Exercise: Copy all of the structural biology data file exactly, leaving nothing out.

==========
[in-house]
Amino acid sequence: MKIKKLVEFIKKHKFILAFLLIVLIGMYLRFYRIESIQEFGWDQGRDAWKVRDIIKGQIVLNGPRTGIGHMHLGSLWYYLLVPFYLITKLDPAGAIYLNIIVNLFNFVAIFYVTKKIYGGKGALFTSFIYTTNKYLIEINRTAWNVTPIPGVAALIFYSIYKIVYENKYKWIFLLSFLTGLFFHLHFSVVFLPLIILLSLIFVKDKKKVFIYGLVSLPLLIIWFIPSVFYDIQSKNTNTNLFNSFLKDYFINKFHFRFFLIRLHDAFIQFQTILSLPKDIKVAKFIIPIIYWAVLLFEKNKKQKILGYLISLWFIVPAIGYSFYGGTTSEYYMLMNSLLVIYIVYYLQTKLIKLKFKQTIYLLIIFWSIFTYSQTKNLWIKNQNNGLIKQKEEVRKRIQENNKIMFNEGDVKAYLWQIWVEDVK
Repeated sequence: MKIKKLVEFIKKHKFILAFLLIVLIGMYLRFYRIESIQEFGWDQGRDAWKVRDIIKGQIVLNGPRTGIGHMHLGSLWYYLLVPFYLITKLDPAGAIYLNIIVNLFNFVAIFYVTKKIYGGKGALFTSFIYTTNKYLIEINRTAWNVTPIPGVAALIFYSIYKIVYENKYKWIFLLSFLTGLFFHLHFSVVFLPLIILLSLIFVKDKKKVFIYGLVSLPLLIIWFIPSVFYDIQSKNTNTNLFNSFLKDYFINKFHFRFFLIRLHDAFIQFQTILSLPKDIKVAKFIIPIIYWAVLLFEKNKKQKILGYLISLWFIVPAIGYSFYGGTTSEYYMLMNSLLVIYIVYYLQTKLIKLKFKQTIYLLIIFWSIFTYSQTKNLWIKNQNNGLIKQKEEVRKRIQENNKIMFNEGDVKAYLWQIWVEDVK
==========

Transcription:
[in-house]
Amino acid sequence: MKIKKLVEFIKKHKFILAFLLIVLIGMYLRFYRIESIQEFGWDQGRDAWKVRDIIKGQIVLNGPRTGIGHMHLGSLWYYLLVPFYLITKLDPAGAIYLNIIVNLFNFVAIFYVTKKIYGGKGALFTSFIYTTNKYLIEINRTAWNVTPIPGVAALIFYSIYKIVYENKYKWIFLLSFLTGLFFHLHFSVVFLPLIILLSLIFVKDKKKVFIYGLVSLPLLIIWFIPSVFYDIQSKNTNTNLFNSFLKDYFINKFHFRFFLIRLHDAFIQFQTILSLPKDIKVAKFIIPIIYWAVLLFEKNKKQKILGYLISLWFIVPAIGYSFYGGTTSEYYMLMNSLLVIYIVYYLQTKLIKLKFKQTIYLLIIFWSIFTYSQTKNLWIKNQNNGLIKQKEEVRKRIQENNKIMFNEGDVKAYLWQIWVEDVK
Repeated sequence: MKIKKLVEFIKKHKFILAFLLIVLIGMYLRFYRIESIQEFGWDQGRDAWKVRDIIKGQIVLNGPRTGIGHMHLGSLWYYLLVPFYLITKLDPAGAIYLNIIVNLFNFVAIFYVTKKIYGGKGALFTSFIYTTNKYLIEINRTAWNVTPIPGVAALIFYSIYKIVYENKYKWIFLLSFLTGLFFHLHFSVVFLPLIILLSLIFVKDKKKVFIYGLVSLPLLIIWFIPSVFYDIQSKNTNTNLFNSFLKDYFINKFHFRFFLIRLHDAFIQFQTILSLPKDIKVAKFIIPIIYWAVLLFEKNKKQKILGYLISLWFIVPAIGYSFYGGTTSEYYMLMNSLLVIYIVYYLQTKLIKLKFKQTIYLLIIFWSIFTYSQTKNLWIKNQNNGLIKQKEEVRKRIQENNKIMFNEGDVKAYLWQIWVEDVK